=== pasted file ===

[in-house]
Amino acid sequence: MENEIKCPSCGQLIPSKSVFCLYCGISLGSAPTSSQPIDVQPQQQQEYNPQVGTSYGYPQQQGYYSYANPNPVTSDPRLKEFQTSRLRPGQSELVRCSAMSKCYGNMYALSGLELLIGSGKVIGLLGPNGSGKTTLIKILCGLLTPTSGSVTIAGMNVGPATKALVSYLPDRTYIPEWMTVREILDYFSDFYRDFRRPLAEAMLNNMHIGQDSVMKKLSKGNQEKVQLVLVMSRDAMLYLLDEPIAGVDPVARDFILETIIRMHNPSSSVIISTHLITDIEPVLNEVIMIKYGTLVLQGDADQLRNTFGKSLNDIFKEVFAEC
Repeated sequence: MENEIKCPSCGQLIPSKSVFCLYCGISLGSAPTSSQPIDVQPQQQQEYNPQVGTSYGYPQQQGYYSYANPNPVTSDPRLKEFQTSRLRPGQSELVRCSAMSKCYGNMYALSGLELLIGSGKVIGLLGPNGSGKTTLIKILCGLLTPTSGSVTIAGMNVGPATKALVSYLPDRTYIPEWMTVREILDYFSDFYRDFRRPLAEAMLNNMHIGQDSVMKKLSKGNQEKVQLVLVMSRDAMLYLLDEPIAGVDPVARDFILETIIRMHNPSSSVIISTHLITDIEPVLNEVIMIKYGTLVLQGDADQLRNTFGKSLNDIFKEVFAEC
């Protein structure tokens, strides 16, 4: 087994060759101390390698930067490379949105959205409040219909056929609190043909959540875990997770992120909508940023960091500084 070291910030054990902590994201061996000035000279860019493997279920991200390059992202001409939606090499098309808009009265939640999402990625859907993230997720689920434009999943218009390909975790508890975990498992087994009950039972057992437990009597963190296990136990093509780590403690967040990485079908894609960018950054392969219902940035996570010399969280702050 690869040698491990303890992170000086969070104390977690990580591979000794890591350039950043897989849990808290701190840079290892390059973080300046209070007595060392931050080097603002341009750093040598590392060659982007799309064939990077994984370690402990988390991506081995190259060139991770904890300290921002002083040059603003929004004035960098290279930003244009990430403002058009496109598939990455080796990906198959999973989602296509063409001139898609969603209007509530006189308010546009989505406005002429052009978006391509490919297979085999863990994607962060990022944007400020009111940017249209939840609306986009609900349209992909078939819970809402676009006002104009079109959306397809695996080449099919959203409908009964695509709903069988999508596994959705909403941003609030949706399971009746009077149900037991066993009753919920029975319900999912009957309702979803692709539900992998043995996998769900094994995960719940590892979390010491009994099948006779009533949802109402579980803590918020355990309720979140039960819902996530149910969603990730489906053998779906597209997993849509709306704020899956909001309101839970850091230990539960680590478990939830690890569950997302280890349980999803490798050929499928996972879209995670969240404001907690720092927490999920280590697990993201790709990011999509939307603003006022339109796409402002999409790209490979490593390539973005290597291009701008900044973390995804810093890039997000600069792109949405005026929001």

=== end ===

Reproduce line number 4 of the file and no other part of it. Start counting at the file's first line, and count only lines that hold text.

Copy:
């Protein structure tokens, strides 16, 4: 087994060759101390390698930067490379949105959205409040219909056929609190043909959540875990997770992120909508940023960091500084 070291910030054990902590994201061996000035000279860019493997279920991200390059992202001409939606090499098309808009009265939640999402990625859907993230997720689920434009999943218009390909975790508890975990498992087994009950039972057992437990009597963190296990136990093509780590403690967040990485079908894609960018950054392969219902940035996570010399969280702050 690869040698491990303890992170000086969070104390977690990580591979000794890591350039950043897989849990808290701190840079290892390059973080300046209070007595060392931050080097603002341009750093040598590392060659982007799309064939990077994984370690402990988390991506081995190259060139991770904890300290921002002083040059603003929004004035960098290279930003244009990430403002058009496109598939990455080796990906198959999973989602296509063409001139898609969603209007509530006189308010546009989505406005002429052009978006391509490919297979085999863990994607962060990022944007400020009111940017249209939840609306986009609900349209992909078939819970809402676009006002104009079109959306397809695996080449099919959203409908009964695509709903069988999508596994959705909403941003609030949706399971009746009077149900037991066993009753919920029975319900999912009957309702979803692709539900992998043995996998769900094994995960719940590892979390010491009994099948006779009533949802109402579980803590918020355990309720979140039960819902996530149910969603990730489906053998779906597209997993849509709306704020899956909001309101839970850091230990539960680590478990939830690890569950997302280890349980999803490798050929499928996972879209995670969240404001907690720092927490999920280590697990993201790709990011999509939307603003006022339109796409402002999409790209490979490593390539973005290597291009701008900044973390995804810093890039997000600069792109949405005026929001």